DETERMINING THE EXTENT AND DEGREE OF DIAGENETIC ALBITIZATION OF DETRITAL FELDSPAR IN EARLY PERMIAN (WOLFCAMPIAN) ARKOSIC, SYNOROGENIC, NONMARINE, STRATA THROUGHOUT NEW MEXICO
Secondary albitization is common during the diagenesis of felsic, arkosic strata and often involves the process of sodium metasomatism associated with deep basin brines. In locations and basin conditions where felsic sedimentary strata react with available saline fluids, silt- and sand-size K-feldspar and plagioclase are partially-to-completely replaced by albite at a range of depth and temperature. At the basin surface and shallower basin depths, evaporative concentration of salts in the groundwater of a closed basin yield Na-rich brines that can react with detrital silicates to develop authigenic albite. At depth, the onset of albitization of feldspar occurs at temperatures between 60–70°C (near depths of ~2500 m) when formation waters transition out of the stability field of feldspar and begin to approach the stability field of albite.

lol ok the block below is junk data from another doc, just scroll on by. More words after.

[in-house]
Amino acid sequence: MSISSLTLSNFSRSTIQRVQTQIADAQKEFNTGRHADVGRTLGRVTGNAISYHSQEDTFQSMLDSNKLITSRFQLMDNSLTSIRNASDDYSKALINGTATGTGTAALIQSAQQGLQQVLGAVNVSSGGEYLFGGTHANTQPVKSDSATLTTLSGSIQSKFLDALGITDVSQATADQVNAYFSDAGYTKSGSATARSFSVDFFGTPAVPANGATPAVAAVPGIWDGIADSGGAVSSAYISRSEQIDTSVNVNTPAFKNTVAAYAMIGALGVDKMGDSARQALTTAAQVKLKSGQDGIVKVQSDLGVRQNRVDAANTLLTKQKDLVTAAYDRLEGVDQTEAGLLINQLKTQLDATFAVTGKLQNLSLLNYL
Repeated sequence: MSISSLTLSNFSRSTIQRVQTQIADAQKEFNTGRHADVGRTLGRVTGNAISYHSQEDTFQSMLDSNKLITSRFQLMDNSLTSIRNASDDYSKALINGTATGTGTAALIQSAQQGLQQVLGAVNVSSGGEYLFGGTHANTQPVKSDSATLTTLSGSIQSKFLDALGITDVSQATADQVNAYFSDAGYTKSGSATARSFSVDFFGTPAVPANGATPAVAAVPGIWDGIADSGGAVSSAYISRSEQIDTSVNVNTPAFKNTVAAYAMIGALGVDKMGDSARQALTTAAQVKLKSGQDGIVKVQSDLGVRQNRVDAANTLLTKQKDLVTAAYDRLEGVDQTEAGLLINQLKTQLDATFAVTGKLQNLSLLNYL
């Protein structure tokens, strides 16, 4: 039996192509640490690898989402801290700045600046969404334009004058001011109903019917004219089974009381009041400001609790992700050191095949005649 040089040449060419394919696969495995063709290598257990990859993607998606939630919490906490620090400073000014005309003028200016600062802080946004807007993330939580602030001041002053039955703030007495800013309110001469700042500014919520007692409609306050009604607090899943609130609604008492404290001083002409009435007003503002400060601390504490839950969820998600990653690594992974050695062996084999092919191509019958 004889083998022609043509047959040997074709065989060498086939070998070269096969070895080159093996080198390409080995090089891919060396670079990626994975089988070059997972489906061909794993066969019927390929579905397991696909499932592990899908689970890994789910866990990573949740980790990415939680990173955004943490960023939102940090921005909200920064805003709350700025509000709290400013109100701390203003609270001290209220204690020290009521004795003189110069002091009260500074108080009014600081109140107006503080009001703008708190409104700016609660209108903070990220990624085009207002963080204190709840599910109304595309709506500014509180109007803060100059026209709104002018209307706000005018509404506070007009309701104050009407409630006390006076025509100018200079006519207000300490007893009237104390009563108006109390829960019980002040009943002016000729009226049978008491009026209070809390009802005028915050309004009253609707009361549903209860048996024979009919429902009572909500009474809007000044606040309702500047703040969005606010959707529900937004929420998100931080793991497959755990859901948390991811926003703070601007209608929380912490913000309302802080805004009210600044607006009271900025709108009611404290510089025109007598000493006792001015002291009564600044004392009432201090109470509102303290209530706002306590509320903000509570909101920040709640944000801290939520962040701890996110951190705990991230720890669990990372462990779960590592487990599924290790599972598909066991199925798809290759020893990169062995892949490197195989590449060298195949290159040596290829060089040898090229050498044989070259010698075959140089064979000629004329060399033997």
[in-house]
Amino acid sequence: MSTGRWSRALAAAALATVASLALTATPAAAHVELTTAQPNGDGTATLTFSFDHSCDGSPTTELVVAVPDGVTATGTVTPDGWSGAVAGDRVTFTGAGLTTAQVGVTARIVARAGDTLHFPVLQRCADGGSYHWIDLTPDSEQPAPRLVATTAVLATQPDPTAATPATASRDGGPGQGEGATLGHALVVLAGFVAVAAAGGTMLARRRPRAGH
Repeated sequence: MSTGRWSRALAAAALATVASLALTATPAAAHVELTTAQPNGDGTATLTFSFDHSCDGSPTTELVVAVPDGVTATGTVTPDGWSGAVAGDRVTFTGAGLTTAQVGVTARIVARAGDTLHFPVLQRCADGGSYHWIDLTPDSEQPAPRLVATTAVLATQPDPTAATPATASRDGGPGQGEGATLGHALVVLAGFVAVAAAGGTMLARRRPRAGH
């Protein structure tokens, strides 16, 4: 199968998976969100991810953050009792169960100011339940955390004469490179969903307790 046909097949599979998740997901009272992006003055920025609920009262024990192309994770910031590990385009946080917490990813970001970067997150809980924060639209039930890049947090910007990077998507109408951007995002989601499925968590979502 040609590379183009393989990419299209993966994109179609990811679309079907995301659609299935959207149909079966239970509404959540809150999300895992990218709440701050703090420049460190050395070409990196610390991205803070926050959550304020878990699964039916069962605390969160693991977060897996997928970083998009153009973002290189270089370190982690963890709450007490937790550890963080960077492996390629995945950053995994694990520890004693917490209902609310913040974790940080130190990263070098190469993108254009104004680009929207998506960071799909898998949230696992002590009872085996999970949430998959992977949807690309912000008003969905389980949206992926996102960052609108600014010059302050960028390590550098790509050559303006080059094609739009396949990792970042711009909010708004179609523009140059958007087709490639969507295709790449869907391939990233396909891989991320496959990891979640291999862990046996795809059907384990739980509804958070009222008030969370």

Here, data were collected from three field transects selected based on geologic and tectonic criteria that included both near and far from Laramide and Rio Grande rift structures, and both near and far from shallow rift igneous systems. At the largest scale, data will help constrain (1) whether albitization is normal or hydrothermal and related to subsidence and/or heating events since the Permian, respectively, and (2) whether albitization parallels regional structures in the area (e.g., Laramide and/or Rio Grande Rift faults) or occurs in proximity to known shallow igneous systems (e.g., Jemez Volcanic Lineament).